Our Story

Actual Left began in 2018 under the name Xi Draconis Books. It was established to make up for what we saw as a severe gap in the literary publishing industry: the lack of presses formed to address social justice issues. After operating for three years and publishing six books, Xi Draconis needed to be revamped. We now return as Actual Left Publications, with the same mission and values but with a bit of a new look. We hope to continue publishing books dedicated to advancing social justice causes for as long as such causes need to be championed.

From our original site: “Though the work we publish does not follow any one political line, our ethos is that of the anarchist. We believe that both the state and the profit motive should be abolished. Forms of direct participatory democracy and free sharing should replace these systems, and laws should be enacted by all citizens of a community to safeguard equality and freedom. In addition, we believe that getting rid of the state also means getting rid of capitalism, as the two are inextricably linked. We are not libertarians.

Again, though the books we publish are not necessarily anarchist, anarchism does inform our strategy as a press. First, we endorse the creation of a more democratic publication space. Currently, large publication houses and distributors hold sway over most of that literature to which the public has access. This is to the detriment of literature and to new authors attempting to find an outlet for their voices. Nor are such houses and distributors even necessary in the digital age. A simple list of links to publishers and authors, offered in a conspicuous place, would enable anyone to find any kind of book she wanted to read.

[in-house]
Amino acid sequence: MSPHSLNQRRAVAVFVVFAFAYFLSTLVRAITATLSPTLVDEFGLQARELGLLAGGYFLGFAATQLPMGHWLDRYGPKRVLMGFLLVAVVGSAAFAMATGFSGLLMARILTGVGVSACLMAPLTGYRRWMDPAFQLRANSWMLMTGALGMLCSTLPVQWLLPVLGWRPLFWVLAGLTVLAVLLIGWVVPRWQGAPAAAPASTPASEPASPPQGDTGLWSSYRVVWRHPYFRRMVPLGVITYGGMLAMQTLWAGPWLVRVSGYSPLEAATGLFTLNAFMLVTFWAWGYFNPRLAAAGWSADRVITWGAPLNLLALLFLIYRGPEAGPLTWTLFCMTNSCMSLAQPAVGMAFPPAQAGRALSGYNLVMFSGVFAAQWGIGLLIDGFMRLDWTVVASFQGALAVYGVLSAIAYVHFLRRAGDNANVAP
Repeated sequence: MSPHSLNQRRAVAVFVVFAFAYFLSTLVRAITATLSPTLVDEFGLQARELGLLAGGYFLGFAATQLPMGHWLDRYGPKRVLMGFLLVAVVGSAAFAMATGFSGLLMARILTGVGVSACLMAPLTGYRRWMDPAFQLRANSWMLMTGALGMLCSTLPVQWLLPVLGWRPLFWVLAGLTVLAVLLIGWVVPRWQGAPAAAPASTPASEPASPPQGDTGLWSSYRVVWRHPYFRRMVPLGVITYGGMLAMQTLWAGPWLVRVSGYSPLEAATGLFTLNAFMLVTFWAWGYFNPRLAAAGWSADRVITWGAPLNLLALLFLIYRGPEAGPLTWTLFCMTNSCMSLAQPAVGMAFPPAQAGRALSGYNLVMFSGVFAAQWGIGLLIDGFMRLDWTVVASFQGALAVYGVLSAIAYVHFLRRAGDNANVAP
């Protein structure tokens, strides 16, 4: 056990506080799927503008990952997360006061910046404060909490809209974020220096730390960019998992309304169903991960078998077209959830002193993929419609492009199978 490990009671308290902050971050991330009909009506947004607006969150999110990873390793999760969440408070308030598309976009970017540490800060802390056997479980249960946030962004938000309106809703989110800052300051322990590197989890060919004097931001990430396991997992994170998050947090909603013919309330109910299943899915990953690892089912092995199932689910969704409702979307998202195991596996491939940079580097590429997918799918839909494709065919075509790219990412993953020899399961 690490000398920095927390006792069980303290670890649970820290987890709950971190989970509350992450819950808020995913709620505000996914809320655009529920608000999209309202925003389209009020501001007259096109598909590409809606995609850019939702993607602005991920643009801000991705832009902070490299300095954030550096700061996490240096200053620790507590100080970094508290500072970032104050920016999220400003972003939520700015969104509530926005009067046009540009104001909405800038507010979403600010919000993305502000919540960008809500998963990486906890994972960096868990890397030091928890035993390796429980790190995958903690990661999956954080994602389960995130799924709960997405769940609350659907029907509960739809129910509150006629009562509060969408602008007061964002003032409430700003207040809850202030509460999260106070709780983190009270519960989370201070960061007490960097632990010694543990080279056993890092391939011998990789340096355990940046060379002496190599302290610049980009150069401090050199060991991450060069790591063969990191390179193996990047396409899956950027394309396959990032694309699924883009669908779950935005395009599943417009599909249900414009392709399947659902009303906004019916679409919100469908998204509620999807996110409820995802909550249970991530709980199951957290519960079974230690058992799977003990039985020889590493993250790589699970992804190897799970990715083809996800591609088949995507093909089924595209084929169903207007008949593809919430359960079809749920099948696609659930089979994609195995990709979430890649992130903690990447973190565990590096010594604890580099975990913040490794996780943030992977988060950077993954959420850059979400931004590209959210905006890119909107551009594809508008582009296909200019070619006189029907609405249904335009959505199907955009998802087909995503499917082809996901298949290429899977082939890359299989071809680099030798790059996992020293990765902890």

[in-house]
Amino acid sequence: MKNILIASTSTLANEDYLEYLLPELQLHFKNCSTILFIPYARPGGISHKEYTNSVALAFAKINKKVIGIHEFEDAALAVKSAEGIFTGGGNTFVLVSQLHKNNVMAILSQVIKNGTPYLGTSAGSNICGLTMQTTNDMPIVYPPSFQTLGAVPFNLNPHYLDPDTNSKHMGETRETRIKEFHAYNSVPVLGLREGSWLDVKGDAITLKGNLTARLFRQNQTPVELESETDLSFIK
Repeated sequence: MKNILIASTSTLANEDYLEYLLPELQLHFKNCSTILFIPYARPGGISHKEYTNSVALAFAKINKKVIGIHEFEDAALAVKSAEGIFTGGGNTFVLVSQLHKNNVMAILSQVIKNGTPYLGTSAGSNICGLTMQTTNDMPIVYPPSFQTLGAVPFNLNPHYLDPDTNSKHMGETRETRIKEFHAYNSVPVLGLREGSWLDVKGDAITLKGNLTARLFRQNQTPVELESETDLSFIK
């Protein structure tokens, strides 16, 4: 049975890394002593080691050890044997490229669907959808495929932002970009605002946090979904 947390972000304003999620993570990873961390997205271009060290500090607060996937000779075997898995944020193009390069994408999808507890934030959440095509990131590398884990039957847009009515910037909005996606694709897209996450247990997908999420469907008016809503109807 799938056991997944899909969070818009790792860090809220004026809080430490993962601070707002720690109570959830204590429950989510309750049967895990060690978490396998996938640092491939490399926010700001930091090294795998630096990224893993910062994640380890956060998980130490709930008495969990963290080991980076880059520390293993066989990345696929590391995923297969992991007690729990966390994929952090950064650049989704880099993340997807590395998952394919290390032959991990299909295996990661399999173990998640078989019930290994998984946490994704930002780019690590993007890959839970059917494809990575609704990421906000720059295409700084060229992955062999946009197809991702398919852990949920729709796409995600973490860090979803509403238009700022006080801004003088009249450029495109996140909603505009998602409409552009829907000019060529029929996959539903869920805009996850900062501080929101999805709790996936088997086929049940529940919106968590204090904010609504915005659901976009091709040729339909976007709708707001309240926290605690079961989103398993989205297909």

Second, we believe that publishers should act as sources of critical feedback for their authors, but this practice has lessened as literature has become commodified. We seek to keep this relationship between publisher and author alive while rejecting the role of capitalist middleman. As such, we work with our authors to make sure that their manuscripts are in the best shape possible before publication.

We believe that presses should operate first and foremost as curators, as stewards in the task of preserving and disseminating excellent literature. They should stop attempting to saturate the market with bestsellers by big-name authors and instead seek out as many new authors as possible. They should order smaller print runs so they have more resources to work with new writers. They should downsize and treat literature as part of the commons, not as a source for capital exchange. A community of tiny presses not beholden to business interests is the only way to achieve plurality—and that is the model that we attempt to follow.”